If the rumors about its Galaxy S5 had been true, Samsung (NASDAQOTH:SSNLF) could've been about to take a commanding lead of the smartphone market. Everything from a metal body, to an ultra high-definition screen, to a radically different take on Google's (NASDAQ:GOOGL) Android operating system had been promised for the handset, and reported on by a variety of fairly reputable publications.

As it turns out, virtually none of it was true.

Given Samsung's marketing budget and retail presence, the Galaxy S5 is still likely to be this year's best-selling Android-powered smartphone. Nevertheless, from a product standpoint, it barely moves the needle and should be of no concern to Apple (NASDAQ:AAPL) or Google shareholders.

Samsung's S year
If Samsung were following Apple's naming conventions, the Galaxy S5 might instead be called the Galaxy S4S. This year, Samsung has made only modest changes to its flagship handset.

The screen is a tiny bit bigger, but not any less sharp.Touchwiz is largely unchanged, except for a new menu system. The processor is slightly faster, but still 32-bit. The backplate is now dimpled, but still made of plastic. The phone is waterproof, but the ports are annoyingly covered.

The two biggest changes are the addition of a heart rate monitor and fingerprint scanner -- ancillary features that could appeal to some users, but are far from instrumental.

Apple gears up for the iPhone 6
Apple, coming off its own S year, should roll out a much improved iPhone in the coming months. If the failure of the Samsung rumor mill is any indication, nothing is known for sure, but widespread reports from publications including The Wall Street Journal and Bloomberg have indicated that Apple has some dramatic changes planned.

Most notably, Apple could be about to increase the size of the iPhone's screen -- perhaps bumping it up to 4.7-inches and pairing it with a larger, 5.5-inch iPhone phablet. Certainly, the iPhone is due for a new body design, as Apple has revamped the look and feel of the iPhone roughly every other year since its original release.

Although Apple's customers are notoriously loyal, some may have strayed if Samsung had delivered a radically improved smartphone. As it stands, there doesn't appear to be anything that would convince buyers to make the change -- if anything, Apple may be able to capture some of Samsung's customers this year by offering a larger display.

A great phone for Google
Although Samsung's latest phone is unlikely to turn many of Apple's customers into loyal users of Google's Android, the Galaxy S5 as it stands is still great for Google. If Samsung had delivered on some of the rumored changes, it could've tightened its grip on Android further still.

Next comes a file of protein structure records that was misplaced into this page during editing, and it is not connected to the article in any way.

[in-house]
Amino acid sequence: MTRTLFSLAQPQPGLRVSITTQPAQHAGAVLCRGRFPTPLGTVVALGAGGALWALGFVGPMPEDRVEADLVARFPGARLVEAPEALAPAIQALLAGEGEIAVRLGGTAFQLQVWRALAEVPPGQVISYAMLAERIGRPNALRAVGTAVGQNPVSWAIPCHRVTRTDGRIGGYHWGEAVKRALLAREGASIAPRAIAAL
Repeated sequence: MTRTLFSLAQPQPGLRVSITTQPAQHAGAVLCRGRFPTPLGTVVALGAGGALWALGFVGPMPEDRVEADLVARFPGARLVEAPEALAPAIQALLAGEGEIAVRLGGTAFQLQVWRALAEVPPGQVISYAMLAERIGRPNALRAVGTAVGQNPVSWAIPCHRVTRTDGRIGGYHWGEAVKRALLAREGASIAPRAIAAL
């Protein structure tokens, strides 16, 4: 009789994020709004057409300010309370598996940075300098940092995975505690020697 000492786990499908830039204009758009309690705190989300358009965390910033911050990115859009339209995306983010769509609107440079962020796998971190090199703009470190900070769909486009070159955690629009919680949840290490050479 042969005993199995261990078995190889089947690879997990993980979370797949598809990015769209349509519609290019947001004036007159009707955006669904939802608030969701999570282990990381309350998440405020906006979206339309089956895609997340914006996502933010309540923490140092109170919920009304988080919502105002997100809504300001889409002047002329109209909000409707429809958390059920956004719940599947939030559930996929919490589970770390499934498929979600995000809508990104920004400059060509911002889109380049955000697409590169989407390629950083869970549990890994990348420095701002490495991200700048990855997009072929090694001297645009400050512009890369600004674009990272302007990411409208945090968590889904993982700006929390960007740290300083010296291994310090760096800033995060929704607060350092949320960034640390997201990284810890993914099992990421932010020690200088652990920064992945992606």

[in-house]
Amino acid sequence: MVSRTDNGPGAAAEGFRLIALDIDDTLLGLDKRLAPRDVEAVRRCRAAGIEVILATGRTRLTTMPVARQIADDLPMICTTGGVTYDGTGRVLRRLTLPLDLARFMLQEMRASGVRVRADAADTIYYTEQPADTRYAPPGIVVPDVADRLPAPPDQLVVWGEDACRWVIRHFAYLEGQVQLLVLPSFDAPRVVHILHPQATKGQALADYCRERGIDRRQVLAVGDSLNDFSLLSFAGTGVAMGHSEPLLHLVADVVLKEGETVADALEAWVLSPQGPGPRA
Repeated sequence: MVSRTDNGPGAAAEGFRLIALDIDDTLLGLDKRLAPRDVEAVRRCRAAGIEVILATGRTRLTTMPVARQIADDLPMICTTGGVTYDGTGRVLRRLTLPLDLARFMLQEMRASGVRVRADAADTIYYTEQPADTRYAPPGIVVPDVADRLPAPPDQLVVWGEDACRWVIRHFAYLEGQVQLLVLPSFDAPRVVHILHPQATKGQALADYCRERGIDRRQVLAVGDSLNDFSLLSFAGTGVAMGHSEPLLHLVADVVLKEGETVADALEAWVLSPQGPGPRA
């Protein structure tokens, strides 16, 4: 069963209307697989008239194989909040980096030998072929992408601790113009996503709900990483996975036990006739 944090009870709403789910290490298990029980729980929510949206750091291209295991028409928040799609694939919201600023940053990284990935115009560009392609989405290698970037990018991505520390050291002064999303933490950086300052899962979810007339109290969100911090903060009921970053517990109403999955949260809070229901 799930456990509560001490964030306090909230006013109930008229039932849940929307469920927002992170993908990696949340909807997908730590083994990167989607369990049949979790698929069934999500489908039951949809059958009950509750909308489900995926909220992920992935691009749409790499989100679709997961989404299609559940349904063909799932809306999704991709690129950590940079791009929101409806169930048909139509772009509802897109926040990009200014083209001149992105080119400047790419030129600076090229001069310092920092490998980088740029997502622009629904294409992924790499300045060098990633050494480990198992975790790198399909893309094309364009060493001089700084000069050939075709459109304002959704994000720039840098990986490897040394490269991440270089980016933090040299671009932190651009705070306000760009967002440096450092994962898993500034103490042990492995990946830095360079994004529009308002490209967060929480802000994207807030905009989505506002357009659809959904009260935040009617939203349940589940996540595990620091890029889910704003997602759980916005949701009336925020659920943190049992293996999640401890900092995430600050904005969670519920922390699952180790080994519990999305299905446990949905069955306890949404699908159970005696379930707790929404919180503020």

Of all the Android devices in existence, about half were made by Samsung (according to OpenSignal), and that sheer dominance has created a rift between the Korean tech giant and Google. With just minor improvements this year, Android buyers may be tempted to look elsewhere, perhaps settling on a competing Android handset from one of Samsung's many rivals.

In addition, while the Galaxy S5 still sports Samsung's unique take on Android, it isn't as unique as it might've been. Last month, Samsung debuted a new Android interface on its Galaxy Pro tablet line -- a radical take on Android that did away with the traditional grid view.

Ahead of the Galaxy S5's unveiling, leaked images showed a phone with a similar, radically revamped interface. Yet, as with the other rumors, that's not how it turned out -- a good thing for Google, as Samsung's new twist on Android buried Google's apps and services behind a wall of tiles.

A modest improvement
Samsung isn't shipping the same phone as last year, but the improvements it has made are hardly noteworthy, and extremely disappointing compared to what was rumored.

The Galaxy S5 isn't the sort of paradigm-defining phone that's likely to win over Apple's customers, and it may even open the door for some of Google's other hardware partners to take center stage.

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Sam Mattera has no position in any stocks mentioned. The Motley Fool recommends Apple and Google. The Motley Fool owns shares of Apple and Google. Try any of our Foolish newsletter services free for 30 days. We Fools may not all hold the same opinions, but we all believe that considering a diverse range of insights makes us better investors. The Motley Fool has a disclosure policy.

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